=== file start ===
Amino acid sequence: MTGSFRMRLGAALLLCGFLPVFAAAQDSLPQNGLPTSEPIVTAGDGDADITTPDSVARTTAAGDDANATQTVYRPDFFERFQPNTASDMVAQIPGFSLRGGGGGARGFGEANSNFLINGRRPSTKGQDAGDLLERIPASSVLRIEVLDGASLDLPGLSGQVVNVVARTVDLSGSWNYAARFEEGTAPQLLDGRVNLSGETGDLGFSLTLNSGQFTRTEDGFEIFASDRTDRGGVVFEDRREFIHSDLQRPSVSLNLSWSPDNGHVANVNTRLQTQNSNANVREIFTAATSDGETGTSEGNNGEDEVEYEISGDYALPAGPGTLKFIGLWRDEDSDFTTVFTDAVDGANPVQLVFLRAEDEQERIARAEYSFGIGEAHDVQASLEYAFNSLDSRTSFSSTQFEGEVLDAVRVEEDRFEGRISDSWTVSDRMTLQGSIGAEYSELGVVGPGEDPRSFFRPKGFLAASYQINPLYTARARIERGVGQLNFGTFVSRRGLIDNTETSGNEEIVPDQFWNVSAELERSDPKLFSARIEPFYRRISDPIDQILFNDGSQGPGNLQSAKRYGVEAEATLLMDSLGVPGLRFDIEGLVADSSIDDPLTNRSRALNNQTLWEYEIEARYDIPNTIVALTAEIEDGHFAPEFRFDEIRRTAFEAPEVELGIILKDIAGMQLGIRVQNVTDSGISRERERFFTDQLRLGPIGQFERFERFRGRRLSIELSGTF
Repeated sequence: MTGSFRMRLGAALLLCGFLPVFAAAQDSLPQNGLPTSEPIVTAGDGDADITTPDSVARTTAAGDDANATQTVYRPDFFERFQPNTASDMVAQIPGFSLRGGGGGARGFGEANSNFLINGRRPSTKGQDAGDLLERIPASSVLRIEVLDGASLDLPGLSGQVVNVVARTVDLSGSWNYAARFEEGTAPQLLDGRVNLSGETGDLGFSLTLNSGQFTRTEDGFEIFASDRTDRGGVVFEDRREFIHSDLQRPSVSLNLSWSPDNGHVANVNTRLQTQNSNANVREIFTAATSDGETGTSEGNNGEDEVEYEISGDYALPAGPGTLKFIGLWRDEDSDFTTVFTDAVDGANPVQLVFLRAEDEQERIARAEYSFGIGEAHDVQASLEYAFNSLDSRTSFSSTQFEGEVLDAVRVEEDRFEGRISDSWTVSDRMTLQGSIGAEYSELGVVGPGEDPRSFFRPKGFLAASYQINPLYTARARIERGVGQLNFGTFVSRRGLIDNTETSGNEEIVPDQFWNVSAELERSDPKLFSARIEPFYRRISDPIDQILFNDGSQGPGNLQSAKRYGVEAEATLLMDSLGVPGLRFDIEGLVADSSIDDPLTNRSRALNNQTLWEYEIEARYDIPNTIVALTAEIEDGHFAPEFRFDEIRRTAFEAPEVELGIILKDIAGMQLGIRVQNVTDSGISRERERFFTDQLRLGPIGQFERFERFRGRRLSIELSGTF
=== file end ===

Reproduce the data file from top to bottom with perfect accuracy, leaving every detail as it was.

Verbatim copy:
Amino acid sequence: MTGSFRMRLGAALLLCGFLPVFAAAQDSLPQNGLPTSEPIVTAGDGDADITTPDSVARTTAAGDDANATQTVYRPDFFERFQPNTASDMVAQIPGFSLRGGGGGARGFGEANSNFLINGRRPSTKGQDAGDLLERIPASSVLRIEVLDGASLDLPGLSGQVVNVVARTVDLSGSWNYAARFEEGTAPQLLDGRVNLSGETGDLGFSLTLNSGQFTRTEDGFEIFASDRTDRGGVVFEDRREFIHSDLQRPSVSLNLSWSPDNGHVANVNTRLQTQNSNANVREIFTAATSDGETGTSEGNNGEDEVEYEISGDYALPAGPGTLKFIGLWRDEDSDFTTVFTDAVDGANPVQLVFLRAEDEQERIARAEYSFGIGEAHDVQASLEYAFNSLDSRTSFSSTQFEGEVLDAVRVEEDRFEGRISDSWTVSDRMTLQGSIGAEYSELGVVGPGEDPRSFFRPKGFLAASYQINPLYTARARIERGVGQLNFGTFVSRRGLIDNTETSGNEEIVPDQFWNVSAELERSDPKLFSARIEPFYRRISDPIDQILFNDGSQGPGNLQSAKRYGVEAEATLLMDSLGVPGLRFDIEGLVADSSIDDPLTNRSRALNNQTLWEYEIEARYDIPNTIVALTAEIEDGHFAPEFRFDEIRRTAFEAPEVELGIILKDIAGMQLGIRVQNVTDSGISRERERFFTDQLRLGPIGQFERFERFRGRRLSIELSGTF
Repeated sequence: MTGSFRMRLGAALLLCGFLPVFAAAQDSLPQNGLPTSEPIVTAGDGDADITTPDSVARTTAAGDDANATQTVYRPDFFERFQPNTASDMVAQIPGFSLRGGGGGARGFGEANSNFLINGRRPSTKGQDAGDLLERIPASSVLRIEVLDGASLDLPGLSGQVVNVVARTVDLSGSWNYAARFEEGTAPQLLDGRVNLSGETGDLGFSLTLNSGQFTRTEDGFEIFASDRTDRGGVVFEDRREFIHSDLQRPSVSLNLSWSPDNGHVANVNTRLQTQNSNANVREIFTAATSDGETGTSEGNNGEDEVEYEISGDYALPAGPGTLKFIGLWRDEDSDFTTVFTDAVDGANPVQLVFLRAEDEQERIARAEYSFGIGEAHDVQASLEYAFNSLDSRTSFSSTQFEGEVLDAVRVEEDRFEGRISDSWTVSDRMTLQGSIGAEYSELGVVGPGEDPRSFFRPKGFLAASYQINPLYTARARIERGVGQLNFGTFVSRRGLIDNTETSGNEEIVPDQFWNVSAELERSDPKLFSARIEPFYRRISDPIDQILFNDGSQGPGNLQSAKRYGVEAEATLLMDSLGVPGLRFDIEGLVADSSIDDPLTNRSRALNNQTLWEYEIEARYDIPNTIVALTAEIEDGHFAPEFRFDEIRRTAFEAPEVELGIILKDIAGMQLGIRVQNVTDSGISRERERFFTDQLRLGPIGQFERFERFRGRRLSIELSGTF